“Sincerus” (Francis Adrian Van der Kemp) to Robert Aspland
O … d1 1 July [June?] 1816.
Pleased with the liberal plan, which you have adopted in your Review2—I deemed it a duty to contribute to its Success—as far as mÿ retirement would permit it. The only thing I regret, is, that I find it not more generally encouraged. Every lover of truth is interested in its Success—and a fair defence of any reprobated opinion ought to meet an equallÿ ready admittance, as an unadorned exposition, of what is reputed a Revelation from heaven: The truth of the Gospel-Doctrine is built3 on a rock, and can not want the feeble or crafty Support of frail men—and infidelity Shall blush—when Struck by its native purity and lustre, it discovers, that its darts were aimed at human inventions only. Perhaps you Shall not disagree with me, that infidels—moderns as well as Ancients—did in their most virulent and artful attacks upon the religion of Jezus less injury to it, than its reputed friends by bigotry and false zeal. It is from this conviction, that I have long time Since wished, to See the uncontrovertible facts of the gospel-history placed in one lucid point of view—and—in a Similar manner—the Gospel-doctrine fully explained, without the Smallest mixture of any controverted tenet. or—even the incidental admission or allusion,4 embraced bÿ any christian Sect; when, this Solid basis—having once been adopted by friend and foe, gradually might be proceeded to a discussion of collateral topics.
In this mood I was gratified with the perusal of a Letter and Sketch—which bears the Stamp of candour and that of profound researches. He would deserve well of his country, and the gospel-doctrine, could he find leisure to execute the plan, whose outlines he So masterly delineated. But—accept it as it is; there are, I hope manÿ in our5 happy Isle equal to this task; in this question a Churchman is as much interested as a Dissenter, and He, who Shall have accomplished it, Shall have done more in defence of the religion of Jezus—than a host of well-meaning though misguided Apologists.
Tr (DLC: TJ Papers, 207:36940); entirely in Van der Kemp’s hand; misdated; dateline at foot of text; at head of text: “Copÿ.” Printed in Monthly Repository of Theology and General Literature 11 (1816): 573–4; dated 1 July 1816.
Robert Aspland (1782–1845), minister and editor, was born at Wicken, Cambridgeshire, England. He was ordained in 1801 by a General Baptist congregation at Newport, Isle of Wight. Aspland gradually changed his religious convictions to those of Unitarianism, and in 1805 he accepted an appointment to the Gravel Pit Chapel at Hackney, a London suburb, where he remained until his death. His numerous publications were often based on his sermons, and he started two major Unitarian periodicals: the Monthly Repository, which he edited 1806–26, and the Christian Reformer, which he edited from 1815 until his death. Aspland also founded several important religious societies: the Unitarian Fund, which encouraged missionary work, in 1806; the Christian Tract Society in 1809; and the Association for the Protection of the Civil Rights of Unitarians in 1819. He merged the first and third societies with the Unitarian Society in 1825 to form the British and Foreign Unitarian Association, the central body of the denomination. Thoughout his life Aspland was a leading proponent of and activist for religious liberty in Great Britain (ODNB description begins H. C. G. Matthew and Brian Harrison, eds., Oxford Dictionary of National Biography, 2004, 60 vols. description ends ; R. Brook Aspland, Memoir of the Life, Works and Correspondence of the Rev. Robert Aspland, of Hackney ).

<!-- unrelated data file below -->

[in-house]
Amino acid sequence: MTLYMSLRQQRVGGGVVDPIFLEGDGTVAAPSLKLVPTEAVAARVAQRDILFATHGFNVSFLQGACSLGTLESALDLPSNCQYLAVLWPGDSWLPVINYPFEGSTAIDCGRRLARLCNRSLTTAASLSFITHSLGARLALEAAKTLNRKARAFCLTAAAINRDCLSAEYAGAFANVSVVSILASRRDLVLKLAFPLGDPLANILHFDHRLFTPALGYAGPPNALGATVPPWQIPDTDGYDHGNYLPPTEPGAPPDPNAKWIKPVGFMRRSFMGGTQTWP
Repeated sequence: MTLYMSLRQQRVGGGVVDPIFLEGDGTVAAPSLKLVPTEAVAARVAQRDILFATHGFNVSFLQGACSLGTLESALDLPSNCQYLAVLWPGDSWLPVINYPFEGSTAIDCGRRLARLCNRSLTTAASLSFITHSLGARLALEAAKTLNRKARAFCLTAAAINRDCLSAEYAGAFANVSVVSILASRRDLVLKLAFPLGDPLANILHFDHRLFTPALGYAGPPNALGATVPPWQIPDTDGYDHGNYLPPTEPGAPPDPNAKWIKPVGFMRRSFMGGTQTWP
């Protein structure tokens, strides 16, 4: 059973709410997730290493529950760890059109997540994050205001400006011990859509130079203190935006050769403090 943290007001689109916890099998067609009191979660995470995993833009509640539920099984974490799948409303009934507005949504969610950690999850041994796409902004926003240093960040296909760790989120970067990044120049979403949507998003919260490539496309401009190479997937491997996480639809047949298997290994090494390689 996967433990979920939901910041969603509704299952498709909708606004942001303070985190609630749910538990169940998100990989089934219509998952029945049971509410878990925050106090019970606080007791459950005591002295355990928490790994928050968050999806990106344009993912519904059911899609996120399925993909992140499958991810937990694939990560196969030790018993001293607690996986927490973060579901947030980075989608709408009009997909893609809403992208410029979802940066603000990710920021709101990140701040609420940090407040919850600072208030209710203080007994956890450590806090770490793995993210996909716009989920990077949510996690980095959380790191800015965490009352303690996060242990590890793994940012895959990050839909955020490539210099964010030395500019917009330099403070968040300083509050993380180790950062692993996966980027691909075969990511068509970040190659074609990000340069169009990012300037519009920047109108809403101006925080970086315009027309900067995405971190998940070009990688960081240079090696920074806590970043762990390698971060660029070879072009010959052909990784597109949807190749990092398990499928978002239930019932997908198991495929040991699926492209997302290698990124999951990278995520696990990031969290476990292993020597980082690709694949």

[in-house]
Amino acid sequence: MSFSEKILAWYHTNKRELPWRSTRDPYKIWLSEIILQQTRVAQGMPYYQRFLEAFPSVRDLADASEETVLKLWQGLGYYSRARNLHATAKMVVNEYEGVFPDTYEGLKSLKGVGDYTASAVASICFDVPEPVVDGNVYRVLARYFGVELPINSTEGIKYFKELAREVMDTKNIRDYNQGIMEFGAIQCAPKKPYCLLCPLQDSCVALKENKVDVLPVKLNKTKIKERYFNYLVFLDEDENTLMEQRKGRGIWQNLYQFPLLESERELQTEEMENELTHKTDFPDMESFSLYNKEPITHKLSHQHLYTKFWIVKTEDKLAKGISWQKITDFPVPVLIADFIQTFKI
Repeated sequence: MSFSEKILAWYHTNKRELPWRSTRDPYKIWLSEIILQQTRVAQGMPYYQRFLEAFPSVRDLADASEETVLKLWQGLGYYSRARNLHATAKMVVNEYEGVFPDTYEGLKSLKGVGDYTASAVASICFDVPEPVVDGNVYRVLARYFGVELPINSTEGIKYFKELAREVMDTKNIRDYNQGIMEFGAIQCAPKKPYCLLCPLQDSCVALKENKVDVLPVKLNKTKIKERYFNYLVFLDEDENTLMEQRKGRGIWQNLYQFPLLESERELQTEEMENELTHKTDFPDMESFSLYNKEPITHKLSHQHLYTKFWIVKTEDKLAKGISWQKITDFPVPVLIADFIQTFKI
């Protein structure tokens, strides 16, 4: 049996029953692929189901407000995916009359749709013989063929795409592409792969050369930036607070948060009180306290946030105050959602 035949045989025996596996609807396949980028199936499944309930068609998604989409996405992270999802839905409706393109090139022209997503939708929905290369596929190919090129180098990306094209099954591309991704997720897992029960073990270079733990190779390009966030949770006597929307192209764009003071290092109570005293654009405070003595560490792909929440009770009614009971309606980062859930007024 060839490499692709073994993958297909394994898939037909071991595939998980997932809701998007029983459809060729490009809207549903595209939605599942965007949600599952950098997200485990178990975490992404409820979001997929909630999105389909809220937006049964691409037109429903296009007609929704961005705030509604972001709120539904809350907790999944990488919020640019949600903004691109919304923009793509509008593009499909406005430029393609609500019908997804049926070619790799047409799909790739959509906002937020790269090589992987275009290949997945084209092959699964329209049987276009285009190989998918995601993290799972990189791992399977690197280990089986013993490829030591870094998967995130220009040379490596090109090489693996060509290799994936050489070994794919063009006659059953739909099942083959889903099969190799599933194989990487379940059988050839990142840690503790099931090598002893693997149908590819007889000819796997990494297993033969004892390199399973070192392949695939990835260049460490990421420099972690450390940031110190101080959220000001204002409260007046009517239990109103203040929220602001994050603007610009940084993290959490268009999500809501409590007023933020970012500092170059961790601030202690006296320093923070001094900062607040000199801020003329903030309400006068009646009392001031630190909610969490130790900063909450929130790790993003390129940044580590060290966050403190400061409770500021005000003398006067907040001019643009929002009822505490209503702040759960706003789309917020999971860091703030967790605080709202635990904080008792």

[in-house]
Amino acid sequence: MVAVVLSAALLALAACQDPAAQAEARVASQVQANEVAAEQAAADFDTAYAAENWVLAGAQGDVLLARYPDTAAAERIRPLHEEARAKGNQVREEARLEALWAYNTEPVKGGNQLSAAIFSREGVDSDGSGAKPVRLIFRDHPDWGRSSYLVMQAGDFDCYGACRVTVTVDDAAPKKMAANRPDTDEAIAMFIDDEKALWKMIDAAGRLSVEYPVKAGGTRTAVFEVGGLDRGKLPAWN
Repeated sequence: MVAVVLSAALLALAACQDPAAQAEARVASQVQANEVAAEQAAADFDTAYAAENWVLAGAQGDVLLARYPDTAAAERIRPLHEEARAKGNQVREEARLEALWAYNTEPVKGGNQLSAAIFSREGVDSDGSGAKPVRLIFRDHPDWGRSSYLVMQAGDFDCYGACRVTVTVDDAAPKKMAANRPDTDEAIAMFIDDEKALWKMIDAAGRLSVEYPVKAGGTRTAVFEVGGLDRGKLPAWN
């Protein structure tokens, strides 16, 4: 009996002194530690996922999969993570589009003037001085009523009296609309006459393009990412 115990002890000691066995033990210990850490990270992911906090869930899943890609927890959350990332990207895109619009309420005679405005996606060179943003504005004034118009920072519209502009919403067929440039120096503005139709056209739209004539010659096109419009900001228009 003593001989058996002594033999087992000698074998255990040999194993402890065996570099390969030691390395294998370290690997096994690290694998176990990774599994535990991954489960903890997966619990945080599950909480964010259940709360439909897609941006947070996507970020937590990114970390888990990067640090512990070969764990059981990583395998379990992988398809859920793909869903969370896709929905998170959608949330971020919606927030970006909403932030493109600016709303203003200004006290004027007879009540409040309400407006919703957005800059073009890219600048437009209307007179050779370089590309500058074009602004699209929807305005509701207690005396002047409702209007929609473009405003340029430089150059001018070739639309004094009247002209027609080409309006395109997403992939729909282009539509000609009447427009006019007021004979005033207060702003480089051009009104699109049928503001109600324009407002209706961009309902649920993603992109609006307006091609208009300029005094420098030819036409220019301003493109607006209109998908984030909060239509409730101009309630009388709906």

In the Bible, Jesus likened those who heard and followed his teachings to a wise man who built his house on a rock (Matthew 7.24; Luke 6.48).
When he printed the material forwarded by Van der Kemp, Aspland followed the text above with TJ’s letter to Benjamin Rush of 21 Apr. 1803 (PTJ description begins Julian P. Boyd, Charles T. Cullen, John Catanzariti, Barbara B. Oberg, and others, eds., The Papers of Thomas Jefferson, 1950– , 39 vols. description ends , 40:251–5). He identified the author only as Crito. In the eponymous dialogue by Plato, Crito, a supporter of Socrates who has arranged for the latter’s escape after his condemnation, is thwarted when the reasoning of Socrates rebuts Crito’s plea that he save himself (Plato, Euthyphro, Apology, Crito, Phaedo, Phaedrus, trans. Harold North Fowler, Loeb Classical Library [1914; repr. 1990], 1:148–91).
The accompanying sketch by TJ was published as a “Syllabus of an Estimate of the Doctrine of Jesus, compared with those of others.” For other versions see EG description begins Dickinson W. Adams and Ruth W. Lester, eds., Jefferson’s Extracts from the Gospels, 1983, The Papers of Thomas Jefferson, Second Series description ends , 332–6.
Aspland combined all three items under the title “Letter, &c. on the Doctrine of Jesus, by an Eminent American Statesman,” preceded by the following introductory paragraph: “We have received a packet of valuable communications from a venerable Correspondent in America, of which the following is a part. No. I. is an introductory Letter by our Correspondent, who adopts the signature which he affixed to Letters on the Life of Servetus, in our Fifth Volume. Nos. II. and III. are a Letter and Syllabus, by an eminent American Statesman, whose name we are not at liberty to mention, but who will probably be recognized by such of our readers as are acquainted with the characters of the leading men in the American revolution. Other communications from our valuable Transatlantic Correspondent will follow” (Monthly Repository 11 : 573–6).
1. Monthly Repository: “Oldenbarneveld, S. of New York.”
2. Monthly Repository: “Repository.”
3. Tr: “build.” Monthly Repository: “built.”
4. Monthly Repository here adds “to any one.”
5. Monthly Repository: “your.”
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